What’s killing the London Road trees?

It’s a few years now since a previous B&NES administration decided to try and ‘green up’ the city end of the London Road.

Trees were planted in the central reservation and artist-designed self- rusting and inscribed troughs places on pavements on either side of this traffic-choked and polluted road.

Many of the shrubs in the troughs were removed – because motorists said it blocked their view of traffic coming out of side roads – but where they remain they look beautiful.

However the same cannot be said for the central trees which appear to be dead or dying. I spotted a notice from B&NES in one of the troughs.

Green on one side – dead on the other?

It says: ‘The lime trees in the central reservation have sadly been declining since they were planted.

We are carrying out an investigation to find out why they have failed and what might be the best way for them to thrive at this location.

As part of this investigation, one of the trees is being removed so that the pit can be inspected.

Once the work has been completed a replacement lime tree will be planted back in the tree pit with fresh soil.”

B&NES says they need to assess what action to take overall – based on their investigation – but are committed o ensuring healthy trees continue to grow there and help soak up some of that bad air.

Reacting to this story, Bath Newseum follower Haydn Smith says: “It’s simple – the council plants semi-mature trees in too small pits and then fails to water them at all to allow them to get established properly. See dead trees on A36 next to the river as I previously mentioned to you. These have now been removed and no replacements put in.”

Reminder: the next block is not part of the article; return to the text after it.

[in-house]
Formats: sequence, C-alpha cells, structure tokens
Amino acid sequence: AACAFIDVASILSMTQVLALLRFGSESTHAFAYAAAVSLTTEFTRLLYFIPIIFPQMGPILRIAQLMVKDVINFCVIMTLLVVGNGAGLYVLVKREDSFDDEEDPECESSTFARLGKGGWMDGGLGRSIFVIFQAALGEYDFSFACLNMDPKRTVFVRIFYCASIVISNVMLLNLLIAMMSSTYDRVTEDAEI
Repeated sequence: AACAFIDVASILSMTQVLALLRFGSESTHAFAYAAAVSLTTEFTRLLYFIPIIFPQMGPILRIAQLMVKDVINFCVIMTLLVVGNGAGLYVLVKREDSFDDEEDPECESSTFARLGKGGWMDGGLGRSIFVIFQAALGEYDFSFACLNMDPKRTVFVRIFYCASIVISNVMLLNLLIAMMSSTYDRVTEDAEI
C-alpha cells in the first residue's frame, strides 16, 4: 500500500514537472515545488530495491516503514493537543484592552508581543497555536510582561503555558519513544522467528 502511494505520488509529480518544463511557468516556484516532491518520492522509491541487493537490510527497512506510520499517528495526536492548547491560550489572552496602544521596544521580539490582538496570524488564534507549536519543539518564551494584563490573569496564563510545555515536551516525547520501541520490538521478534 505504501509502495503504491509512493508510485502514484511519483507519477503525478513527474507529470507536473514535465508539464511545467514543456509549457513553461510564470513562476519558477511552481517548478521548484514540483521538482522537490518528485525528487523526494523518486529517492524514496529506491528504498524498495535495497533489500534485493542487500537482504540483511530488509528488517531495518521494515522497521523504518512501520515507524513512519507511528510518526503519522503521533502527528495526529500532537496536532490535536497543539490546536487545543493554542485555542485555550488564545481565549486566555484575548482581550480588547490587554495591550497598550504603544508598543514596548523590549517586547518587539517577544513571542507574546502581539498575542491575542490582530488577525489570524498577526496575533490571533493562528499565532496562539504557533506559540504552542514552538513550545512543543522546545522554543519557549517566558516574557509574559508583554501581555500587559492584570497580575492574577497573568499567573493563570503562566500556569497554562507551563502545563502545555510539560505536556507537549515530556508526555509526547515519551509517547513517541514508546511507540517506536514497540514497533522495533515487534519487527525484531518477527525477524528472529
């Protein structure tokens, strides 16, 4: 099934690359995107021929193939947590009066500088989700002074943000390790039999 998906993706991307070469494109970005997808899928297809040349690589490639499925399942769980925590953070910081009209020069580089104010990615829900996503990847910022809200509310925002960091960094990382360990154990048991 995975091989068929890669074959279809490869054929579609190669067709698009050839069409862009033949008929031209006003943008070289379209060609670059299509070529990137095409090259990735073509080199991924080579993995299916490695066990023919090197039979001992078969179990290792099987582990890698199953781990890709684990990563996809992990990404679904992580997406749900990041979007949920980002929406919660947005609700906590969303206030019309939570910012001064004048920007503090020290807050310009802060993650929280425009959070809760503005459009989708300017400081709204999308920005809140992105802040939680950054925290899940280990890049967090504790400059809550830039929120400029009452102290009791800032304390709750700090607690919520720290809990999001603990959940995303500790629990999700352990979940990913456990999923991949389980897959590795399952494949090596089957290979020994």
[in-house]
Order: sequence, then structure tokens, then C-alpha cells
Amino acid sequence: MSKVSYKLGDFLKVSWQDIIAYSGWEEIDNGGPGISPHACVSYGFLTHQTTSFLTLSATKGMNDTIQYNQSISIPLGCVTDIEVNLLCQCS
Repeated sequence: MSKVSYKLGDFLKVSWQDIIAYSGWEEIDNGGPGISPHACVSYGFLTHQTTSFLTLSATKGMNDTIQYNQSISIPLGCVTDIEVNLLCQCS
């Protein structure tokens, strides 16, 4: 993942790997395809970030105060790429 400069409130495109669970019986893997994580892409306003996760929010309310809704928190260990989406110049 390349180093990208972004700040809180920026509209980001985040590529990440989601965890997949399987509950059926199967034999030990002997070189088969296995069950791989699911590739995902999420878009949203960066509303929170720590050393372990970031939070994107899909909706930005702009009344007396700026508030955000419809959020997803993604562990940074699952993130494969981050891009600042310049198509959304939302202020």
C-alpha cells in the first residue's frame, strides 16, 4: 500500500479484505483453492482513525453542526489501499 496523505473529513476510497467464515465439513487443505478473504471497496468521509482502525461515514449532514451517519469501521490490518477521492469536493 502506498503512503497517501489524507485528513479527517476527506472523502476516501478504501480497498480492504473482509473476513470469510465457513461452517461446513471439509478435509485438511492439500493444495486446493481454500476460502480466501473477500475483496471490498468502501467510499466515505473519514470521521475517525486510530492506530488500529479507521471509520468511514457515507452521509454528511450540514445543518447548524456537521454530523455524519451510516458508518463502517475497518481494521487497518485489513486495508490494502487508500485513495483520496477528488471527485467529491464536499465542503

1 Comment

  1. The problem is that all the design of this space is a disaster and should never have included such a wide central dead space which pushes the vehicles closer to the pavements exposing people walking/wheeling to heavier particulate pollution.

    What’s actually needed is to redesign the Cleveland Bridge junction, Morrisons, and Gloucester Road junctions into CYCLOPS junctions, remove the central island completely and run protected cycle tracks all the way from Walcot Street to the A46 roundabout.

    Unfortunately WECA’s Sustainable Transport Settlement funding for BaNES didn’t go far enough and the east of the city lost out. Hopefully future investment will look at getting good bus/cycle infrastructure all the way from Walcot Street to Box.

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